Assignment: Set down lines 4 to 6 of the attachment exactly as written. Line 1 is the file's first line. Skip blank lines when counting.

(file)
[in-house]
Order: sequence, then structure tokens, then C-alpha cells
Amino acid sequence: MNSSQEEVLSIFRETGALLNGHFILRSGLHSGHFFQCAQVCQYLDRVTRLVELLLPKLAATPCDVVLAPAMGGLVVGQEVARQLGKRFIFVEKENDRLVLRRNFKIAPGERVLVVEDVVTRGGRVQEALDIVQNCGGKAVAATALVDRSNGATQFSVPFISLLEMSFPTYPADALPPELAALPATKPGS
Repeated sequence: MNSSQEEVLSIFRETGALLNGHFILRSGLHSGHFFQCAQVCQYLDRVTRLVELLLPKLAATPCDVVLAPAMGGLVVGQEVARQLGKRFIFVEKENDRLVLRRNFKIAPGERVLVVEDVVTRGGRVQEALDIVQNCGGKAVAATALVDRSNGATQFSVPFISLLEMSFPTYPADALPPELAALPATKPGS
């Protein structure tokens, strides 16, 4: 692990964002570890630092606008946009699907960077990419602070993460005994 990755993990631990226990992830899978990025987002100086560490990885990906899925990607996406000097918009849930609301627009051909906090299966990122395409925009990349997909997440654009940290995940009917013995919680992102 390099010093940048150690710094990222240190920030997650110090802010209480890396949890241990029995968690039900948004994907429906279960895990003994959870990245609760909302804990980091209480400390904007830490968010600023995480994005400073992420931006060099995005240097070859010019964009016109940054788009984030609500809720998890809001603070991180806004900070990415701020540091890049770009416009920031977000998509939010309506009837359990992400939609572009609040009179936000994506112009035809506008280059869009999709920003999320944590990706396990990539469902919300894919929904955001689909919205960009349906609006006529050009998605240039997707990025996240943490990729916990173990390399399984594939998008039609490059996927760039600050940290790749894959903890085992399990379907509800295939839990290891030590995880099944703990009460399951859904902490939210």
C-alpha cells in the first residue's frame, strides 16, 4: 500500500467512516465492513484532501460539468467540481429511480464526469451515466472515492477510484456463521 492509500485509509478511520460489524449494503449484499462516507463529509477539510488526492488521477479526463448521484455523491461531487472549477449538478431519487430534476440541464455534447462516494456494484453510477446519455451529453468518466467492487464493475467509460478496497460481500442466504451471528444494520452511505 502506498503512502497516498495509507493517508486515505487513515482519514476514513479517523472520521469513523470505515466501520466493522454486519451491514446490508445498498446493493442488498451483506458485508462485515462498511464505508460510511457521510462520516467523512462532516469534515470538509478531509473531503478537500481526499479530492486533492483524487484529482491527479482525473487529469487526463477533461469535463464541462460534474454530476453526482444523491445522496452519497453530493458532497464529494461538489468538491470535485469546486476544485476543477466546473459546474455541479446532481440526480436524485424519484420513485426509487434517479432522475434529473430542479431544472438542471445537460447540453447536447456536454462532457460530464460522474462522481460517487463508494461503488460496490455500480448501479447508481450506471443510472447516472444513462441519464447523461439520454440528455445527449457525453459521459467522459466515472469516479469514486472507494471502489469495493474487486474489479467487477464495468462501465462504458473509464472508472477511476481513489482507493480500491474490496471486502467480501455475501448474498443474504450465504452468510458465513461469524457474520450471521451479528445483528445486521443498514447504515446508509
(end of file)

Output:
Repeated sequence: MNSSQEEVLSIFRETGALLNGHFILRSGLHSGHFFQCAQVCQYLDRVTRLVELLLPKLAATPCDVVLAPAMGGLVVGQEVARQLGKRFIFVEKENDRLVLRRNFKIAPGERVLVVEDVVTRGGRVQEALDIVQNCGGKAVAATALVDRSNGATQFSVPFISLLEMSFPTYPADALPPELAALPATKPGS
């Protein structure tokens, strides 16, 4: 692990964002570890630092606008946009699907960077990419602070993460005994 990755993990631990226990992830899978990025987002100086560490990885990906899925990607996406000097918009849930609301627009051909906090299966990122395409925009990349997909997440654009940290995940009917013995919680992102 390099010093940048150690710094990222240190920030997650110090802010209480890396949890241990029995968690039900948004994907429906279960895990003994959870990245609760909302804990980091209480400390904007830490968010600023995480994005400073992420931006060099995005240097070859010019964009016109940054788009984030609500809720998890809001603070991180806004900070990415701020540091890049770009416009920031977000998509939010309506009837359990992400939609572009609040009179936000994506112009035809506008280059869009999709920003999320944590990706396990990539469902919300894919929904955001689909919205960009349906609006006529050009998605240039997707990025996240943490990729916990173990390399399984594939998008039609490059996927760039600050940290790749894959903890085992399990379907509800295939839990290891030590995880099944703990009460399951859904902490939210």
C-alpha cells in the first residue's frame, strides 16, 4: 500500500467512516465492513484532501460539468467540481429511480464526469451515466472515492477510484456463521 492509500485509509478511520460489524449494503449484499462516507463529509477539510488526492488521477479526463448521484455523491461531487472549477449538478431519487430534476440541464455534447462516494456494484453510477446519455451529453468518466467492487464493475467509460478496497460481500442466504451471528444494520452511505 502506498503512502497516498495509507493517508486515505487513515482519514476514513479517523472520521469513523470505515466501520466493522454486519451491514446490508445498498446493493442488498451483506458485508462485515462498511464505508460510511457521510462520516467523512462532516469534515470538509478531509473531503478537500481526499479530492486533492483524487484529482491527479482525473487529469487526463477533461469535463464541462460534474454530476453526482444523491445522496452519497453530493458532497464529494461538489468538491470535485469546486476544485476543477466546473459546474455541479446532481440526480436524485424519484420513485426509487434517479432522475434529473430542479431544472438542471445537460447540453447536447456536454462532457460530464460522474462522481460517487463508494461503488460496490455500480448501479447508481450506471443510472447516472444513462441519464447523461439520454440528455445527449457525453459521459467522459466515472469516479469514486472507494471502489469495493474487486474489479467487477464495468462501465462504458473509464472508472477511476481513489482507493480500491474490496471486502467480501455475501448474498443474504450465504452468510458465513461469524457474520450471521451479528445483528445486521443498514447504515446508509